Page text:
Growing up in the nineties and early 2000’s, I didn’t encounter many young characters of color in the novels I perused. The majority of my favorite books had white male protagonists. I reread books like Tangerine by Edward Bloor, and Holes by Louis Sachar, because they featured outcasts trying to find a home for themselves, and despite the friends and relationships I had, I always felt a little on the outside growing up as well. The closest I got to really loving a heroine for everything she was and stood for was Jo March in Louisa May Alcott’s Little Women trilogy. She was passionate, obsessive, and didn’t embody the ideals of womanhood typically on show in 19th century New England.
As a child of Indian immigrants, I often felt torn between celebrating my Indian culture at home and on the weekend, and embracing my American-ness at school during the week. No one person or group is to blame for this inner divide – I attribute this now to a complete lack of representation of Asian kids in the media I consumed, and in the reluctance of our society to discuss diversity in an open and frank manner while I was growing up. Despite my voracious love of literature, I never once encountered a novel with a complex and non-white girl whose culture is embraced and explored. I never once read a story about an Indian girl whose culture reflected mine.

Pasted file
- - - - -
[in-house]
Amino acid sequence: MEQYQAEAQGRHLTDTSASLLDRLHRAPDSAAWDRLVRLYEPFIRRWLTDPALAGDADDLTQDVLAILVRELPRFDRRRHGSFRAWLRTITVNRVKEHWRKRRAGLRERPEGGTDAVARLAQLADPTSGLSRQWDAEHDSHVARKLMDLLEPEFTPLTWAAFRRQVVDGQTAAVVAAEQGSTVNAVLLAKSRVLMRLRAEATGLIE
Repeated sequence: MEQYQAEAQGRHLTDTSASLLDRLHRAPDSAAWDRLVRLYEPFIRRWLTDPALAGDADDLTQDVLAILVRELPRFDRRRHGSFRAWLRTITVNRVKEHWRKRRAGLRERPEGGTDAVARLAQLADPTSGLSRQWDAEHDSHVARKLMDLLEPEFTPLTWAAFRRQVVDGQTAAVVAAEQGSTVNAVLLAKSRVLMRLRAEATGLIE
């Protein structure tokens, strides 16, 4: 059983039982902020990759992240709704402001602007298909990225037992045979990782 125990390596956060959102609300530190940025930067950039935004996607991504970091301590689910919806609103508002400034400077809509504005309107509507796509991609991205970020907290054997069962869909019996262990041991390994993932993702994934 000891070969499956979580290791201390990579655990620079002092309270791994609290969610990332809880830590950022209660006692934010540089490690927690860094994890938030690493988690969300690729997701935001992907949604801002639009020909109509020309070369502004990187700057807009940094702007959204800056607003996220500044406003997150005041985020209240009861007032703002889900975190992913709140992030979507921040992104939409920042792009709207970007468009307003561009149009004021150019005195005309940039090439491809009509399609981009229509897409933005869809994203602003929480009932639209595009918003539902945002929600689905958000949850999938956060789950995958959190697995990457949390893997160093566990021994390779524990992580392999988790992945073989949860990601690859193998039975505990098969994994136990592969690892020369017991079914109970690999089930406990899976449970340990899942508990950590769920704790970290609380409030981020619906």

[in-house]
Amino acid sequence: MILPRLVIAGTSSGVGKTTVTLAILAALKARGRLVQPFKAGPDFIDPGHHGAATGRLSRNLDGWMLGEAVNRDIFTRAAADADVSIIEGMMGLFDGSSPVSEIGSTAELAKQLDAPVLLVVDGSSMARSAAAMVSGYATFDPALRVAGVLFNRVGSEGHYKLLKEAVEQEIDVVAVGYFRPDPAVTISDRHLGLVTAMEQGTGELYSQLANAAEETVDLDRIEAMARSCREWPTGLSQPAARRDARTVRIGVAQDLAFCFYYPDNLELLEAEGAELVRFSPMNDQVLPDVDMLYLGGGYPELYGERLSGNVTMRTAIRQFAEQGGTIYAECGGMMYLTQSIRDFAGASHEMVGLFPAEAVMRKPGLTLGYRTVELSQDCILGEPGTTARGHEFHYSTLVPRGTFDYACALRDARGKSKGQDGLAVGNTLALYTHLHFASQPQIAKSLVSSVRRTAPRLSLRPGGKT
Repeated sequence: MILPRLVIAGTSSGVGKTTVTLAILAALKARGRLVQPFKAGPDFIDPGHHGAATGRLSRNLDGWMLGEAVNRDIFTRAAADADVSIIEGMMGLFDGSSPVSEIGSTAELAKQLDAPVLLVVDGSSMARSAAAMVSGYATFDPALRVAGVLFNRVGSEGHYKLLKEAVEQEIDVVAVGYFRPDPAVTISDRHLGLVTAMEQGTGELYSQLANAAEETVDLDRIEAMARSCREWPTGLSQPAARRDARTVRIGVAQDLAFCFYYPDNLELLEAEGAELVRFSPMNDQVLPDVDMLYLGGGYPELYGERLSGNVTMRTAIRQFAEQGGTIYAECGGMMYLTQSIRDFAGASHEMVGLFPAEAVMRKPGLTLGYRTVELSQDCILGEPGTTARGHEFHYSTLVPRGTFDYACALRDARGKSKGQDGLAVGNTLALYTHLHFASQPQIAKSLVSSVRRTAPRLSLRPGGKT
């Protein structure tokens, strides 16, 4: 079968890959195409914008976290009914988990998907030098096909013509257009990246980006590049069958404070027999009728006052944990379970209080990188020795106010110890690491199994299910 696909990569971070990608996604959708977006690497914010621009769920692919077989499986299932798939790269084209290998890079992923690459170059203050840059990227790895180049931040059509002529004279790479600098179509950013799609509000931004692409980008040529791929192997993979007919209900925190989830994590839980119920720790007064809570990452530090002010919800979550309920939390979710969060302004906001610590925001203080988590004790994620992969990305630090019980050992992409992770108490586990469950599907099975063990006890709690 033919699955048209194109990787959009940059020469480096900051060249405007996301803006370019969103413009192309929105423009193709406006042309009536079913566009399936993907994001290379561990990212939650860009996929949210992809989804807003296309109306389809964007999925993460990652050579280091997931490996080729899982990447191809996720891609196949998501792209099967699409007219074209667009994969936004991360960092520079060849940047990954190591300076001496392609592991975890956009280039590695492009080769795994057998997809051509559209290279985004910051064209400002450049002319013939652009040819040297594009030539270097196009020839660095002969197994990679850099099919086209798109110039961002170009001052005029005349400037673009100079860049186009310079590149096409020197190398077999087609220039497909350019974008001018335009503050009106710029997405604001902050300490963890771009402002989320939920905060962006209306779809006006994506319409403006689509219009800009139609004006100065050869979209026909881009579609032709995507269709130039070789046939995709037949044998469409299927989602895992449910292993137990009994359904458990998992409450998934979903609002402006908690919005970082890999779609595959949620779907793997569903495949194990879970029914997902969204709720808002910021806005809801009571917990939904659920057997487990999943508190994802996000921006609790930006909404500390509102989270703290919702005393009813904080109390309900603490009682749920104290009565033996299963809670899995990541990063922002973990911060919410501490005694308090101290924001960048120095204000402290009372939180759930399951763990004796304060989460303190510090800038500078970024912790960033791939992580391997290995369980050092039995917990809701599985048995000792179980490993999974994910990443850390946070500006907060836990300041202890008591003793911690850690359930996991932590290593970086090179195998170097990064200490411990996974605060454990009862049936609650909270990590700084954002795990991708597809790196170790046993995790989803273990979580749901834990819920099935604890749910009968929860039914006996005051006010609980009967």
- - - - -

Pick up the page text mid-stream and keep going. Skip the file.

For this reason, I am so excited to share my review of The Star-Touched Queen, a YA novel written by Roshani Chokshi. Chokshi comes from an Indian and Filipino household, and she chooses to focus on her Indian heritage, and its vast mythology, in this fantasy novel. The Star-Touched Queen tells the story of Maya, princess of a fictional kingdom called Bharata, which happens to be the original Sanskrit name for India. Maya grows up on the outskirts of royal life, since her horoscope indicates that all her future holds is a dangerous marriage that will bind her with destruction and death. Her family does not willingly embrace her, either emotionally or physically, and the only real relationship she has is with her half-sister Gauri.